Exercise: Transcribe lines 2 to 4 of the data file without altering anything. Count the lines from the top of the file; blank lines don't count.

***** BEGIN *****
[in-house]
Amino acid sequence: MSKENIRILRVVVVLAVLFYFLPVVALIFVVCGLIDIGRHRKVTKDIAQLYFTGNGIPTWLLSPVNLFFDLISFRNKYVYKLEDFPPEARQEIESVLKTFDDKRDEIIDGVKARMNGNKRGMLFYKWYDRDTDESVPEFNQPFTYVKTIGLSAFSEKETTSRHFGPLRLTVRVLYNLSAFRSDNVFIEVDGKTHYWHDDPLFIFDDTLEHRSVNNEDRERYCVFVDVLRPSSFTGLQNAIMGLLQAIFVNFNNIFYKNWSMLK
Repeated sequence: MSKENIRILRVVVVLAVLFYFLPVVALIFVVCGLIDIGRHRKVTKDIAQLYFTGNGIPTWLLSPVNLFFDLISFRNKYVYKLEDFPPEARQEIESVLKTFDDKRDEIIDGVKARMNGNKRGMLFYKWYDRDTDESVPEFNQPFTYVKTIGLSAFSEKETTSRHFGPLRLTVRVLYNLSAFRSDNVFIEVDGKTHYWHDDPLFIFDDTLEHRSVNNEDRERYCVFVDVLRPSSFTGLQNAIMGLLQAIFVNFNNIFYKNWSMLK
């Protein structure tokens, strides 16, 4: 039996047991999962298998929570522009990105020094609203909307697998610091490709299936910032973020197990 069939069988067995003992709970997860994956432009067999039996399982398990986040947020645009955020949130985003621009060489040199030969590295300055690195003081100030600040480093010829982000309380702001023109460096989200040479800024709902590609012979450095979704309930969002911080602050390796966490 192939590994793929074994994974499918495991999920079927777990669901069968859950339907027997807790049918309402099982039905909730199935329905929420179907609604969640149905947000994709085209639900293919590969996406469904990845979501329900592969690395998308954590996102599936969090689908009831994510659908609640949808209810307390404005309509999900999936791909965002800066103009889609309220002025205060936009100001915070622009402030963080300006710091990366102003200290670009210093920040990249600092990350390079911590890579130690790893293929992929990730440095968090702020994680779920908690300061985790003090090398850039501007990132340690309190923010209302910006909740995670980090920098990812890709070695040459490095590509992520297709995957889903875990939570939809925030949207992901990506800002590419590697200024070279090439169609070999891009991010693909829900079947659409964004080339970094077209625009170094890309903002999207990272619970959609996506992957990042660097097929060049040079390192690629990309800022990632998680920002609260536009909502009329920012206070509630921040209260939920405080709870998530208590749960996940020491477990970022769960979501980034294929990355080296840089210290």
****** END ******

Amino acid sequence: MSKENIRILRVVVVLAVLFYFLPVVALIFVVCGLIDIGRHRKVTKDIAQLYFTGNGIPTWLLSPVNLFFDLISFRNKYVYKLEDFPPEARQEIESVLKTFDDKRDEIIDGVKARMNGNKRGMLFYKWYDRDTDESVPEFNQPFTYVKTIGLSAFSEKETTSRHFGPLRLTVRVLYNLSAFRSDNVFIEVDGKTHYWHDDPLFIFDDTLEHRSVNNEDRERYCVFVDVLRPSSFTGLQNAIMGLLQAIFVNFNNIFYKNWSMLK
Repeated sequence: MSKENIRILRVVVVLAVLFYFLPVVALIFVVCGLIDIGRHRKVTKDIAQLYFTGNGIPTWLLSPVNLFFDLISFRNKYVYKLEDFPPEARQEIESVLKTFDDKRDEIIDGVKARMNGNKRGMLFYKWYDRDTDESVPEFNQPFTYVKTIGLSAFSEKETTSRHFGPLRLTVRVLYNLSAFRSDNVFIEVDGKTHYWHDDPLFIFDDTLEHRSVNNEDRERYCVFVDVLRPSSFTGLQNAIMGLLQAIFVNFNNIFYKNWSMLK
């Protein structure tokens, strides 16, 4: 039996047991999962298998929570522009990105020094609203909307697998610091490709299936910032973020197990 069939069988067995003992709970997860994956432009067999039996399982398990986040947020645009955020949130985003621009060489040199030969590295300055690195003081100030600040480093010829982000309380702001023109460096989200040479800024709902590609012979450095979704309930969002911080602050390796966490 192939590994793929074994994974499918495991999920079927777990669901069968859950339907027997807790049918309402099982039905909730199935329905929420179907609604969640149905947000994709085209639900293919590969996406469904990845979501329900592969690395998308954590996102599936969090689908009831994510659908609640949808209810307390404005309509999900999936791909965002800066103009889609309220002025205060936009100001915070622009402030963080300006710091990366102003200290670009210093920040990249600092990350390079911590890579130690790893293929992929990730440095968090702020994680779920908690300061985790003090090398850039501007990132340690309190923010209302910006909740995670980090920098990812890709070695040459490095590509992520297709995957889903875990939570939809925030949207992901990506800002590419590697200024070279090439169609070999891009991010693909829900079947659409964004080339970094077209625009170094890309903002999207990272619970959609996506992957990042660097097929060049040079390192690629990309800022990632998680920002609260536009909502009329920012206070509630921040209260939920405080709870998530208590749960996940020491477990970022769960979501980034294929990355080296840089210290």